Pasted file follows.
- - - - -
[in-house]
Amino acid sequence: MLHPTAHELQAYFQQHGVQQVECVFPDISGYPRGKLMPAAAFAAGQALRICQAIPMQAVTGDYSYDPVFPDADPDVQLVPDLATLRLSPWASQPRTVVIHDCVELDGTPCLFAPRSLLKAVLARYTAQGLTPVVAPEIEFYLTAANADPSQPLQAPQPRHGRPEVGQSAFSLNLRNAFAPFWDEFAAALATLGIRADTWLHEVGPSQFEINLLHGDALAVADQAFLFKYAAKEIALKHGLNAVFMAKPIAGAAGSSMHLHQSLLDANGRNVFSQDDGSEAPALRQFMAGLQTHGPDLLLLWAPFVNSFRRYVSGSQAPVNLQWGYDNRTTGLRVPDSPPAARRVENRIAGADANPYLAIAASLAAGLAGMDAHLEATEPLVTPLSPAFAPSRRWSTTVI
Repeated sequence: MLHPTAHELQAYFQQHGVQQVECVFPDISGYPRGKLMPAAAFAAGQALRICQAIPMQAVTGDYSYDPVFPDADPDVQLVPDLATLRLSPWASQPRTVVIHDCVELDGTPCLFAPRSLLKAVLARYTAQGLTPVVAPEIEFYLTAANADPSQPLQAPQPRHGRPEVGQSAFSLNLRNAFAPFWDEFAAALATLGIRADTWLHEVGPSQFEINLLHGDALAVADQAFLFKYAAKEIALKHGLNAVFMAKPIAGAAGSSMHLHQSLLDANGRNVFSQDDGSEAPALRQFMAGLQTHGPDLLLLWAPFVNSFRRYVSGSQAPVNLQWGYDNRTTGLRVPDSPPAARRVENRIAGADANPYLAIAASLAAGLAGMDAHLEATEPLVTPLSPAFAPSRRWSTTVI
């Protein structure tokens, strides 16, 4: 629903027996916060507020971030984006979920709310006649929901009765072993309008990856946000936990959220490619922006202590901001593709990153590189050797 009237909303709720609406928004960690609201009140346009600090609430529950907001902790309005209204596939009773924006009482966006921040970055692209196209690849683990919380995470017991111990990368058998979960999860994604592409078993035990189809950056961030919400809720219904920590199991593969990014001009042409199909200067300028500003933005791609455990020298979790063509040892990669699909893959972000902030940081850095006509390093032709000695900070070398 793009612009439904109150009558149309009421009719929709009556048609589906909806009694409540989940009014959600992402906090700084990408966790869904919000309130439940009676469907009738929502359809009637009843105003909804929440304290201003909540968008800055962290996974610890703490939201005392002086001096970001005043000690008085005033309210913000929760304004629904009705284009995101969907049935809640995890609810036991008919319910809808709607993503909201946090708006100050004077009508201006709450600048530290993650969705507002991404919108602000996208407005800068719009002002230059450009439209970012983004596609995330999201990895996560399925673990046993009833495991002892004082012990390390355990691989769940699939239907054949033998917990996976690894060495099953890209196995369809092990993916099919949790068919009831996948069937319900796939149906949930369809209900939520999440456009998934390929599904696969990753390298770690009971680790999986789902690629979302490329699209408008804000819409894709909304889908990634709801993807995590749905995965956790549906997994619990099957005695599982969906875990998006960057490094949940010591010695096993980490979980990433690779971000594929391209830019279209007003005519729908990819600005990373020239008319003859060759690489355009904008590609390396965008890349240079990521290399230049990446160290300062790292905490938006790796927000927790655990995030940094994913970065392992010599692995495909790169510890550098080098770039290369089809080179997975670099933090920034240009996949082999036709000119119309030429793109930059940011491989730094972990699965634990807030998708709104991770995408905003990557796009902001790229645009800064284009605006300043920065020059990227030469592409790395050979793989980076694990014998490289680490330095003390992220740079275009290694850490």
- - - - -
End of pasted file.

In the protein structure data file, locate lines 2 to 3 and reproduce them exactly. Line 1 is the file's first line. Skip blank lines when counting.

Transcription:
Amino acid sequence: MLHPTAHELQAYFQQHGVQQVECVFPDISGYPRGKLMPAAAFAAGQALRICQAIPMQAVTGDYSYDPVFPDADPDVQLVPDLATLRLSPWASQPRTVVIHDCVELDGTPCLFAPRSLLKAVLARYTAQGLTPVVAPEIEFYLTAANADPSQPLQAPQPRHGRPEVGQSAFSLNLRNAFAPFWDEFAAALATLGIRADTWLHEVGPSQFEINLLHGDALAVADQAFLFKYAAKEIALKHGLNAVFMAKPIAGAAGSSMHLHQSLLDANGRNVFSQDDGSEAPALRQFMAGLQTHGPDLLLLWAPFVNSFRRYVSGSQAPVNLQWGYDNRTTGLRVPDSPPAARRVENRIAGADANPYLAIAASLAAGLAGMDAHLEATEPLVTPLSPAFAPSRRWSTTVI
Repeated sequence: MLHPTAHELQAYFQQHGVQQVECVFPDISGYPRGKLMPAAAFAAGQALRICQAIPMQAVTGDYSYDPVFPDADPDVQLVPDLATLRLSPWASQPRTVVIHDCVELDGTPCLFAPRSLLKAVLARYTAQGLTPVVAPEIEFYLTAANADPSQPLQAPQPRHGRPEVGQSAFSLNLRNAFAPFWDEFAAALATLGIRADTWLHEVGPSQFEINLLHGDALAVADQAFLFKYAAKEIALKHGLNAVFMAKPIAGAAGSSMHLHQSLLDANGRNVFSQDDGSEAPALRQFMAGLQTHGPDLLLLWAPFVNSFRRYVSGSQAPVNLQWGYDNRTTGLRVPDSPPAARRVENRIAGADANPYLAIAASLAAGLAGMDAHLEATEPLVTPLSPAFAPSRRWSTTVI